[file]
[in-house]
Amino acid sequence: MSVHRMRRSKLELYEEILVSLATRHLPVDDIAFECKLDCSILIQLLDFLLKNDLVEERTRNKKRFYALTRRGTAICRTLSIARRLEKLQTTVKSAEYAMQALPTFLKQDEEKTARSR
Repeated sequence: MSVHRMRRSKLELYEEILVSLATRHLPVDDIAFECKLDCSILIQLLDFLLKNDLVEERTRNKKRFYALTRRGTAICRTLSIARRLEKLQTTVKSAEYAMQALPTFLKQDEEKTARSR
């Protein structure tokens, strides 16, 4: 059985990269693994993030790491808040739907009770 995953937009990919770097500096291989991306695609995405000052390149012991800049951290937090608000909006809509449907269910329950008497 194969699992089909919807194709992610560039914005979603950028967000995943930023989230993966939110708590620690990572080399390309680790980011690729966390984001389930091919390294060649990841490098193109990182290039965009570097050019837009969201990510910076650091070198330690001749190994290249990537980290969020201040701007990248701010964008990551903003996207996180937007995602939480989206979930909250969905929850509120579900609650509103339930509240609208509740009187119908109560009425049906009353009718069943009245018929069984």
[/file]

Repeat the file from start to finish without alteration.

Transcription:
[in-house]
Amino acid sequence: MSVHRMRRSKLELYEEILVSLATRHLPVDDIAFECKLDCSILIQLLDFLLKNDLVEERTRNKKRFYALTRRGTAICRTLSIARRLEKLQTTVKSAEYAMQALPTFLKQDEEKTARSR
Repeated sequence: MSVHRMRRSKLELYEEILVSLATRHLPVDDIAFECKLDCSILIQLLDFLLKNDLVEERTRNKKRFYALTRRGTAICRTLSIARRLEKLQTTVKSAEYAMQALPTFLKQDEEKTARSR
């Protein structure tokens, strides 16, 4: 059985990269693994993030790491808040739907009770 995953937009990919770097500096291989991306695609995405000052390149012991800049951290937090608000909006809509449907269910329950008497 194969699992089909919807194709992610560039914005979603950028967000995943930023989230993966939110708590620690990572080399390309680790980011690729966390984001389930091919390294060649990841490098193109990182290039965009570097050019837009969201990510910076650091070198330690001749190994290249990537980290969020201040701007990248701010964008990551903003996207996180937007995602939480989206979930909250969905929850509120579900609650509103339930509240609208509740009187119908109560009425049906009353009718069943009245018929069984």